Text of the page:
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Grasslands National Park of Canada

The Great Lone Land

Many people find the prairies a difficult landscape to appreciate. Don't be discouraged if you are among them. There are many who find it a challenge to see the beauty in what is apparent emptiness. How often have you heard, "The prairies?!, why go there?, it's just grass!" To appreciate the prairies demands patience, a different eye to the world, an open heart and a keen sense of space.

Other environments seem easier to appreciate. The overwhelming drama of Rocky Mountain vistas, the size and epic grandeur rivets you to your seat; it grabs you and says 'pay attention!' - who would disagree with a mountain? The seashore mesmerizes with rhythm of surf and wind; it induces a nature trance. The northern forests present mystery. The silence, the warmth of darkness and the subdued green invites you, it draws you like a fly drawn to a pitcher plant. The prairies present a challenge. A challenge to the eye, to the imagination and to the soul.

Space, the final frontier... certainly there are two major themes underlying the prairie landscape: subtlety and space. The space is overwhelming; huge!

A coulee jammed with stunted poplar trees and the edges of the rolling hills tucked behind.
A coulee jammed with stunted poplar trees and the edges of the rolling hills tucked behind.
© Parks Canada

Wallace Stegner, when writing of the landscape, said here was: "a distance without limits, a horizon that did not bound the world but only suggested endless space beyond."

To the explorers who came, the land offered nothing beyond furs. It was a physical and an aesthetic desert. Its landscape was overwhelming in its emptiness, "... its awesome, inhuman scale" said Ronald Rees, and it was lonely. The land and sky offered nothing to comfort the traveller, especially the European, so accustomed to streams, trees, forests and hills. The prairie was, to William Butler, "The Great Lone Land". Alexander Sutherland, speaking of the prairie isolation wrote "...as we go floating by, we are completely isolated as if we were out on the sea."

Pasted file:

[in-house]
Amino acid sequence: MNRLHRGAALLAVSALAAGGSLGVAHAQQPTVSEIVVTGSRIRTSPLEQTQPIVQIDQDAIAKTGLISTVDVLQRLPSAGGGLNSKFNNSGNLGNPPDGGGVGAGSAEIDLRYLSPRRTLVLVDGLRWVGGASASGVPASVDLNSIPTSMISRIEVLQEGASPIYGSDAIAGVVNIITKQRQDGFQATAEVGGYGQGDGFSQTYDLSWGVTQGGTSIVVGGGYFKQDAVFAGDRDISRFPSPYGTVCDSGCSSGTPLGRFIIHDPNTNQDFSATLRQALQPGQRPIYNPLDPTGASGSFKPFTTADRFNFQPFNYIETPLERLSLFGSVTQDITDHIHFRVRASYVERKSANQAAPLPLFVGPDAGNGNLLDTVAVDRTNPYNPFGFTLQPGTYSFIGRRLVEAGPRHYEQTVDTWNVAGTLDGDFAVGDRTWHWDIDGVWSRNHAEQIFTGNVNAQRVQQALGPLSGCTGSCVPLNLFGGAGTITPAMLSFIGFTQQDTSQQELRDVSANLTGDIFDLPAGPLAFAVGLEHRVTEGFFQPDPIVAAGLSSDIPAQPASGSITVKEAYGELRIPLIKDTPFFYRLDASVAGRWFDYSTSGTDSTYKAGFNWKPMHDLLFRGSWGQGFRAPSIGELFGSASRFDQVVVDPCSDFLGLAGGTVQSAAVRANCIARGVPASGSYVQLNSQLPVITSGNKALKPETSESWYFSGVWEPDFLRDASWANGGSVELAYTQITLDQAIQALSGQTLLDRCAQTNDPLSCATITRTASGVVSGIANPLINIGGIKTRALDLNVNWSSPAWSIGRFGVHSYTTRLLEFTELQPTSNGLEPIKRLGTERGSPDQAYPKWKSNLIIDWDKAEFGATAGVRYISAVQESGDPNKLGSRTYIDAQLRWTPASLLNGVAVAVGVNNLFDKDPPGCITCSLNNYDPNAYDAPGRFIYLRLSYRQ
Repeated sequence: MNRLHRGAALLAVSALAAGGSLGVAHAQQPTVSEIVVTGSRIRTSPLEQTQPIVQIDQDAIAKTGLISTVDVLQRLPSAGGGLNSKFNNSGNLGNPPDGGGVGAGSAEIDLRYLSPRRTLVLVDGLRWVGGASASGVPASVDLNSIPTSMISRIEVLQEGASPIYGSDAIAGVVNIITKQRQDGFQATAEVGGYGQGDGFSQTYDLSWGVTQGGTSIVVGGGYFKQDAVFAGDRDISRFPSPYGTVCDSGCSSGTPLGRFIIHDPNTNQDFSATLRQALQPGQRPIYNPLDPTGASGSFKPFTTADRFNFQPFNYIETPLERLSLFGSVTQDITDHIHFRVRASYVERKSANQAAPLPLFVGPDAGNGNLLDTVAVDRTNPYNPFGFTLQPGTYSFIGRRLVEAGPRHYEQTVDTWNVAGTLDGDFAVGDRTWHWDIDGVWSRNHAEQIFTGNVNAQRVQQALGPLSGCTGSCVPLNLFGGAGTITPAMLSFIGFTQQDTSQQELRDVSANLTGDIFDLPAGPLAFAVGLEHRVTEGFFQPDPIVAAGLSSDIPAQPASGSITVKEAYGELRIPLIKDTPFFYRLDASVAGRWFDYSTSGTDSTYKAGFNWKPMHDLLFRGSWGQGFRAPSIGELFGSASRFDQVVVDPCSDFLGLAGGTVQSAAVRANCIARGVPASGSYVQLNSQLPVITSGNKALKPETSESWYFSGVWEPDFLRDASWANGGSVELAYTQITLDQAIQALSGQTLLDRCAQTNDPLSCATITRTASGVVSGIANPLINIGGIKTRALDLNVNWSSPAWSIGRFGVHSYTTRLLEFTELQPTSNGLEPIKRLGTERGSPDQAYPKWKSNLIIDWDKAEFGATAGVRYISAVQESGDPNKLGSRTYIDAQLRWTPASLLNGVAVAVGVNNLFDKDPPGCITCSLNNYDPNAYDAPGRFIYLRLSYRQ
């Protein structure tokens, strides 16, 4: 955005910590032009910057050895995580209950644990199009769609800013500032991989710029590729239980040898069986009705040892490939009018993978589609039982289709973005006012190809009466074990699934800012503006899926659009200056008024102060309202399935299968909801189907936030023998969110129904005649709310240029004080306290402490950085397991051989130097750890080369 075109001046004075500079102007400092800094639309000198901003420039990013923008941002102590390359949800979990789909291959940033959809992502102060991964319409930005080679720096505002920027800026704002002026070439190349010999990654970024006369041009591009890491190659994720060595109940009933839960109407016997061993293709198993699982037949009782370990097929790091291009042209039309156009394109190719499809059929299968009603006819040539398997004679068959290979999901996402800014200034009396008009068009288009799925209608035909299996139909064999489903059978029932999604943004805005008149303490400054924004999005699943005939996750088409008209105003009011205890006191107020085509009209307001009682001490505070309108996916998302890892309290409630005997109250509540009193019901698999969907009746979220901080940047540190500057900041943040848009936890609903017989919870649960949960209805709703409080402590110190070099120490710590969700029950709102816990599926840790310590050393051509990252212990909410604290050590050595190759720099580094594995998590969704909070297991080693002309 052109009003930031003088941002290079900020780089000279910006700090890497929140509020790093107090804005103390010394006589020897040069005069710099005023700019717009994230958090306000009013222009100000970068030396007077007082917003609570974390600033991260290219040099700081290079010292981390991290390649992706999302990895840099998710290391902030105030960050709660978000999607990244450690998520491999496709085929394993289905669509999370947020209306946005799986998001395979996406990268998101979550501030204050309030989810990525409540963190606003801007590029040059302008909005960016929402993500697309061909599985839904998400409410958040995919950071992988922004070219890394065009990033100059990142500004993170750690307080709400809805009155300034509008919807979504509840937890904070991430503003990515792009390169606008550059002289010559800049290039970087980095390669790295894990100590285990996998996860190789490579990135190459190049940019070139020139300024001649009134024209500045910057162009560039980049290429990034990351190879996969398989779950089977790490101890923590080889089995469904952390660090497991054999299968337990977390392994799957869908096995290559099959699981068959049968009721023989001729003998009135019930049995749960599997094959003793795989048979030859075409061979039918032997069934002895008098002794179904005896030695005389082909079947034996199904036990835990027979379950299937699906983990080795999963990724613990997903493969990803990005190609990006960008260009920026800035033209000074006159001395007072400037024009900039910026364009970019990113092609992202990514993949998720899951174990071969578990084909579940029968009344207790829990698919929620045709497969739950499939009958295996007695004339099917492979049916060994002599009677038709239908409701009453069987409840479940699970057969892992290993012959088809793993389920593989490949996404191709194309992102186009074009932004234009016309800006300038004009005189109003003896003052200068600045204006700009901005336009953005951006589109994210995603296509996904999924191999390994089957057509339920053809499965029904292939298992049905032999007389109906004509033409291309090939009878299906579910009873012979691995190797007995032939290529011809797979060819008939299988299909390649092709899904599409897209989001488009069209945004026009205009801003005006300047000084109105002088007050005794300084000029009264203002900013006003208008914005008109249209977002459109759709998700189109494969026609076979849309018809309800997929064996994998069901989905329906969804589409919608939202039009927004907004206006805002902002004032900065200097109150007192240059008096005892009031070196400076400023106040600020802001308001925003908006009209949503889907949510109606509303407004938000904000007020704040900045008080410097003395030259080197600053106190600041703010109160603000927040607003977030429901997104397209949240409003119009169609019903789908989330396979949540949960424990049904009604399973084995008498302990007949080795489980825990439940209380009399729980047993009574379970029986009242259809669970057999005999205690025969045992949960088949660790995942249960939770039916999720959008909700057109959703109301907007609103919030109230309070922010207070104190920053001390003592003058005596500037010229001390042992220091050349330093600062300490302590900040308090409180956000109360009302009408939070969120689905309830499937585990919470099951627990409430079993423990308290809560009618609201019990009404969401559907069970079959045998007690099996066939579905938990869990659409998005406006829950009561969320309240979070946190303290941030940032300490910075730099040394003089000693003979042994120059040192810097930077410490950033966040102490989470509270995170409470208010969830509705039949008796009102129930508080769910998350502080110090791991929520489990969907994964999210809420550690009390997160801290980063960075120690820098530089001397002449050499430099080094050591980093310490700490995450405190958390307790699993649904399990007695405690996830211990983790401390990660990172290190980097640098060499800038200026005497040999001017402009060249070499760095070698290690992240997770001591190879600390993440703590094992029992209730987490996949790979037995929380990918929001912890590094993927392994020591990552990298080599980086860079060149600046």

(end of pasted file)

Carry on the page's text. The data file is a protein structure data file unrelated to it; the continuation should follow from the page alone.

In recent years, we have come to approach the prairies not as pioneers, industrialists, settlers, trappers, explorers or Europeans but solely as people; prairie people. We have come to see the land, not in terms of its immediate use, but for what it is, "the least common denominators of nature, the skeleton requirements simply, of land and sky - Saskatchewan prairie", wrote W.O. Mitchell. This bare bones approach to the land was extended to the individual and his or her unique connection to the land - it shaped identity. In the broad circle of prairie sky the individual was, "the question mark in the circle" to Wallace Stegner.

"A distance without limits, a horizon that did not bound the world but only suggested endless space beyond." Wallace Stegner

One man, Captain Butler, was able to view the new land for what it was: something clean, crisp, new and immense, "a view so vast that endless space seems for once to find embodiment, and at a single glance the eye is satiated with immensity... [the land is] reduced to its own nakedness, space stands forth with almost terrible grandeur". A land such as this must instill certain traits and feelings within prairie people and visitors. Wallace Stegner was well aware of this: "It is a country to breed mystical people, egocentric people, perhaps poetic people, but not humble ones. At noon, the total sun pours on your single head; at sunrise or sunset, you throw a shadow a hundred yards long. It was not prairie dwellers who invented the indifferent universe or impotent man. Puny you may feel there, and vulnerable, but not unnoticed".

Subtlety is the element of the prairies that makes the greatest demands on one's patience; but patience is a key to unlocking some of the most glorious secrets of the prairie. Settlers, travellers and explorers, when first confronted with the prairie, felt as though they were standing on the shore of the ocean. From their feet to the horizon stretched an endless sweep of grass that shifted and danced like waves in the wind. Here is subtlety. The wind paints a canvas of changing colours, not mountainous black and white contrasts of glacier and peak, but infinite shades of green, brown, and blue that dance against a backdrop of a sky alive with colour. "A land of wide open spaces, of suave flowing lines, of harmonies of colour," noted C.W. Jeffries. Hidden in the grasses, a gift to the patient and curious, are multitudes of flowers, delicate and shy. Here also is the sound of birds, infinite and invisible; making the world increasingly abstract and infinitely beautiful.

"Desolate? Forbidding? There never was a country that in its good moments was more beautiful ... You don't get out of the wind, but learn to lean and squint against it. You don't escape sky and sun, but wear them in your eyeballs and on your back. You become acutely aware of yourself. The world is very large, the sky even larger and you are very small..." wrote Wallace Stegner.

To appreciate the prairies you must get out of your car, for a vehicle is a confinement of space and a barrier to sound. Let your heart be your guide.

The sharp 45 degree angle of a butte frames the Frenchman River Valley expanding in the distance.
The sharp 45 degree angle of a butte frames the Frenchman River Valley expanding in the distance.
© Environment Canada / Troy I. Wellicome /2001

Take the time to explore; the wind and sky will ensure that no one place is ever the same, the birds will be your company, the wail of the coyote will be your mystery, the stars will be your guardian and the space will be your freedom.

"It is a country to breed mystical people, egocentric people, perhaps poetic people, but not humble ones." Wallace Stegner